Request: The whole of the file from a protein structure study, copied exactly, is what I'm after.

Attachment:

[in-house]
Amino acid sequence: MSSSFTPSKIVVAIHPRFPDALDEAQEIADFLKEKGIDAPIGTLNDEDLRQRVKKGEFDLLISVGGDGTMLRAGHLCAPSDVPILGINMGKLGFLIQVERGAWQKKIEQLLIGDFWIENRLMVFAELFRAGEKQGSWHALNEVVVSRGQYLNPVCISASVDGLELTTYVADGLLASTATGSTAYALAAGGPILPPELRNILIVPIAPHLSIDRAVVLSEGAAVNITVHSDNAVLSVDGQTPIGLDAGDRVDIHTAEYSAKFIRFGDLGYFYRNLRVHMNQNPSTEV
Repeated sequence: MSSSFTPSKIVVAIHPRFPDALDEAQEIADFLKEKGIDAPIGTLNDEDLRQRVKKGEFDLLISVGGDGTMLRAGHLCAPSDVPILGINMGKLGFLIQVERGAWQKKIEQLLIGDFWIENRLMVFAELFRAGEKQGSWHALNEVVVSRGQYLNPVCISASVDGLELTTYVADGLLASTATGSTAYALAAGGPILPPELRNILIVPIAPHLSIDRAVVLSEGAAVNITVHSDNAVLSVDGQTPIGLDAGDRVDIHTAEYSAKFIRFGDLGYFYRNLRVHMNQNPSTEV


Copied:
[in-house]
Amino acid sequence: MSSSFTPSKIVVAIHPRFPDALDEAQEIADFLKEKGIDAPIGTLNDEDLRQRVKKGEFDLLISVGGDGTMLRAGHLCAPSDVPILGINMGKLGFLIQVERGAWQKKIEQLLIGDFWIENRLMVFAELFRAGEKQGSWHALNEVVVSRGQYLNPVCISASVDGLELTTYVADGLLASTATGSTAYALAAGGPILPPELRNILIVPIAPHLSIDRAVVLSEGAAVNITVHSDNAVLSVDGQTPIGLDAGDRVDIHTAEYSAKFIRFGDLGYFYRNLRVHMNQNPSTEV
Repeated sequence: MSSSFTPSKIVVAIHPRFPDALDEAQEIADFLKEKGIDAPIGTLNDEDLRQRVKKGEFDLLISVGGDGTMLRAGHLCAPSDVPILGINMGKLGFLIQVERGAWQKKIEQLLIGDFWIENRLMVFAELFRAGEKQGSWHALNEVVVSRGQYLNPVCISASVDGLELTTYVADGLLASTATGSTAYALAAGGPILPPELRNILIVPIAPHLSIDRAVVLSEGAAVNITVHSDNAVLSVDGQTPIGLDAGDRVDIHTAEYSAKFIRFGDLGYFYRNLRVHMNQNPSTEV